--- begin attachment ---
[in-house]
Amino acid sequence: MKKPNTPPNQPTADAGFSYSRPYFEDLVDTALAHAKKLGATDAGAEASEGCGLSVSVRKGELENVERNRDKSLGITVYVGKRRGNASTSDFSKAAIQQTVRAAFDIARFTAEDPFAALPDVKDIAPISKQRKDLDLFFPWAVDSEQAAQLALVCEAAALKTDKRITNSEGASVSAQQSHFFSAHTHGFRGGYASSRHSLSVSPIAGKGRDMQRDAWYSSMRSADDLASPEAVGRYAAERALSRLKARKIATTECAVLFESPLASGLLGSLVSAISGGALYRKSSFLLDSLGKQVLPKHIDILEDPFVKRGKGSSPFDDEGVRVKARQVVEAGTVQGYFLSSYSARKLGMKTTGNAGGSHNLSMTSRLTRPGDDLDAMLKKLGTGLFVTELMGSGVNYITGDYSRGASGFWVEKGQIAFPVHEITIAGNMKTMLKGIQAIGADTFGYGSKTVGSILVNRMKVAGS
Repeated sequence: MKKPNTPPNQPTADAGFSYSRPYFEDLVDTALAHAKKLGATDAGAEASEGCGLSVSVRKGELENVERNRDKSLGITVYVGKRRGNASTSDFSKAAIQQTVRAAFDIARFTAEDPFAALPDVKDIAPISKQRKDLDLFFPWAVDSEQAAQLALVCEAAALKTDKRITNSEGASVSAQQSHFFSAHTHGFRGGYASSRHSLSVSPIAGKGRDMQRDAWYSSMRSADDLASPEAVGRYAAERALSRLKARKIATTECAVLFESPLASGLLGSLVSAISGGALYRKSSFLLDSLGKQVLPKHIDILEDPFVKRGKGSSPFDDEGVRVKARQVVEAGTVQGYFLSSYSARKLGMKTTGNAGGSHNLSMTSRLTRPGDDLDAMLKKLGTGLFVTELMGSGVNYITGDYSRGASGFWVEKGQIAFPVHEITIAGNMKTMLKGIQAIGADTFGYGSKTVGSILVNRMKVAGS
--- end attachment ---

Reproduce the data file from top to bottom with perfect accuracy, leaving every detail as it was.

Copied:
[in-house]
Amino acid sequence: MKKPNTPPNQPTADAGFSYSRPYFEDLVDTALAHAKKLGATDAGAEASEGCGLSVSVRKGELENVERNRDKSLGITVYVGKRRGNASTSDFSKAAIQQTVRAAFDIARFTAEDPFAALPDVKDIAPISKQRKDLDLFFPWAVDSEQAAQLALVCEAAALKTDKRITNSEGASVSAQQSHFFSAHTHGFRGGYASSRHSLSVSPIAGKGRDMQRDAWYSSMRSADDLASPEAVGRYAAERALSRLKARKIATTECAVLFESPLASGLLGSLVSAISGGALYRKSSFLLDSLGKQVLPKHIDILEDPFVKRGKGSSPFDDEGVRVKARQVVEAGTVQGYFLSSYSARKLGMKTTGNAGGSHNLSMTSRLTRPGDDLDAMLKKLGTGLFVTELMGSGVNYITGDYSRGASGFWVEKGQIAFPVHEITIAGNMKTMLKGIQAIGADTFGYGSKTVGSILVNRMKVAGS
Repeated sequence: MKKPNTPPNQPTADAGFSYSRPYFEDLVDTALAHAKKLGATDAGAEASEGCGLSVSVRKGELENVERNRDKSLGITVYVGKRRGNASTSDFSKAAIQQTVRAAFDIARFTAEDPFAALPDVKDIAPISKQRKDLDLFFPWAVDSEQAAQLALVCEAAALKTDKRITNSEGASVSAQQSHFFSAHTHGFRGGYASSRHSLSVSPIAGKGRDMQRDAWYSSMRSADDLASPEAVGRYAAERALSRLKARKIATTECAVLFESPLASGLLGSLVSAISGGALYRKSSFLLDSLGKQVLPKHIDILEDPFVKRGKGSSPFDDEGVRVKARQVVEAGTVQGYFLSSYSARKLGMKTTGNAGGSHNLSMTSRLTRPGDDLDAMLKKLGTGLFVTELMGSGVNYITGDYSRGASGFWVEKGQIAFPVHEITIAGNMKTMLKGIQAIGADTFGYGSKTVGSILVNRMKVAGS